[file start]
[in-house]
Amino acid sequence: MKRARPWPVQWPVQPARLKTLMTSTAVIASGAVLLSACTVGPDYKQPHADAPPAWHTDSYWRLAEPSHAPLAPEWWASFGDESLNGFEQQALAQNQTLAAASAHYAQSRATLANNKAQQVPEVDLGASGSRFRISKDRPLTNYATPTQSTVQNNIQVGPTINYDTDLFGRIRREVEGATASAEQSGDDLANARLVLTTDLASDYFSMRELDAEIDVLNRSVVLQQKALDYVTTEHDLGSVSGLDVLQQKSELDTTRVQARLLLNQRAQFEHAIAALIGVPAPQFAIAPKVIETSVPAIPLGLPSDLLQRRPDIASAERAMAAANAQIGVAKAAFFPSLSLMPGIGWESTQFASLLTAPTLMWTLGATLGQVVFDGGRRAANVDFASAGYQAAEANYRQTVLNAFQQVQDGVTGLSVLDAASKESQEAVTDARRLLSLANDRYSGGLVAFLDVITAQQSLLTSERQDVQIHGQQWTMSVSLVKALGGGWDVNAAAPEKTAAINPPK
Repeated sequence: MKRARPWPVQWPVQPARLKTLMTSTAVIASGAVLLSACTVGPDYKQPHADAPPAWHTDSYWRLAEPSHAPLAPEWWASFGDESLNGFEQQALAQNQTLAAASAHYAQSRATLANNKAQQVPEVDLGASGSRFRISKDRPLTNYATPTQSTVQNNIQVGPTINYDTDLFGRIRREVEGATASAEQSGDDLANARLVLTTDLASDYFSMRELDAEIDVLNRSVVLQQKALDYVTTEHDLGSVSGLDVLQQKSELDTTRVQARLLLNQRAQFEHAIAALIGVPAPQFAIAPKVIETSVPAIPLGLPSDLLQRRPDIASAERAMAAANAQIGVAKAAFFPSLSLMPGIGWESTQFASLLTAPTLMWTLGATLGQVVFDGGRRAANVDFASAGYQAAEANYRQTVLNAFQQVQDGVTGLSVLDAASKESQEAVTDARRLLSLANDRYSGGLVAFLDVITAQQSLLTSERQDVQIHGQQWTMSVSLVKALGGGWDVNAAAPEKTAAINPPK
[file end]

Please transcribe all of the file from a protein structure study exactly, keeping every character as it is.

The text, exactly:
[in-house]
Amino acid sequence: MKRARPWPVQWPVQPARLKTLMTSTAVIASGAVLLSACTVGPDYKQPHADAPPAWHTDSYWRLAEPSHAPLAPEWWASFGDESLNGFEQQALAQNQTLAAASAHYAQSRATLANNKAQQVPEVDLGASGSRFRISKDRPLTNYATPTQSTVQNNIQVGPTINYDTDLFGRIRREVEGATASAEQSGDDLANARLVLTTDLASDYFSMRELDAEIDVLNRSVVLQQKALDYVTTEHDLGSVSGLDVLQQKSELDTTRVQARLLLNQRAQFEHAIAALIGVPAPQFAIAPKVIETSVPAIPLGLPSDLLQRRPDIASAERAMAAANAQIGVAKAAFFPSLSLMPGIGWESTQFASLLTAPTLMWTLGATLGQVVFDGGRRAANVDFASAGYQAAEANYRQTVLNAFQQVQDGVTGLSVLDAASKESQEAVTDARRLLSLANDRYSGGLVAFLDVITAQQSLLTSERQDVQIHGQQWTMSVSLVKALGGGWDVNAAAPEKTAAINPPK
Repeated sequence: MKRARPWPVQWPVQPARLKTLMTSTAVIASGAVLLSACTVGPDYKQPHADAPPAWHTDSYWRLAEPSHAPLAPEWWASFGDESLNGFEQQALAQNQTLAAASAHYAQSRATLANNKAQQVPEVDLGASGSRFRISKDRPLTNYATPTQSTVQNNIQVGPTINYDTDLFGRIRREVEGATASAEQSGDDLANARLVLTTDLASDYFSMRELDAEIDVLNRSVVLQQKALDYVTTEHDLGSVSGLDVLQQKSELDTTRVQARLLLNQRAQFEHAIAALIGVPAPQFAIAPKVIETSVPAIPLGLPSDLLQRRPDIASAERAMAAANAQIGVAKAAFFPSLSLMPGIGWESTQFASLLTAPTLMWTLGATLGQVVFDGGRRAANVDFASAGYQAAEANYRQTVLNAFQQVQDGVTGLSVLDAASKESQEAVTDARRLLSLANDRYSGGLVAFLDVITAQQSLLTSERQDVQIHGQQWTMSVSLVKALGGGWDVNAAAPEKTAAINPPK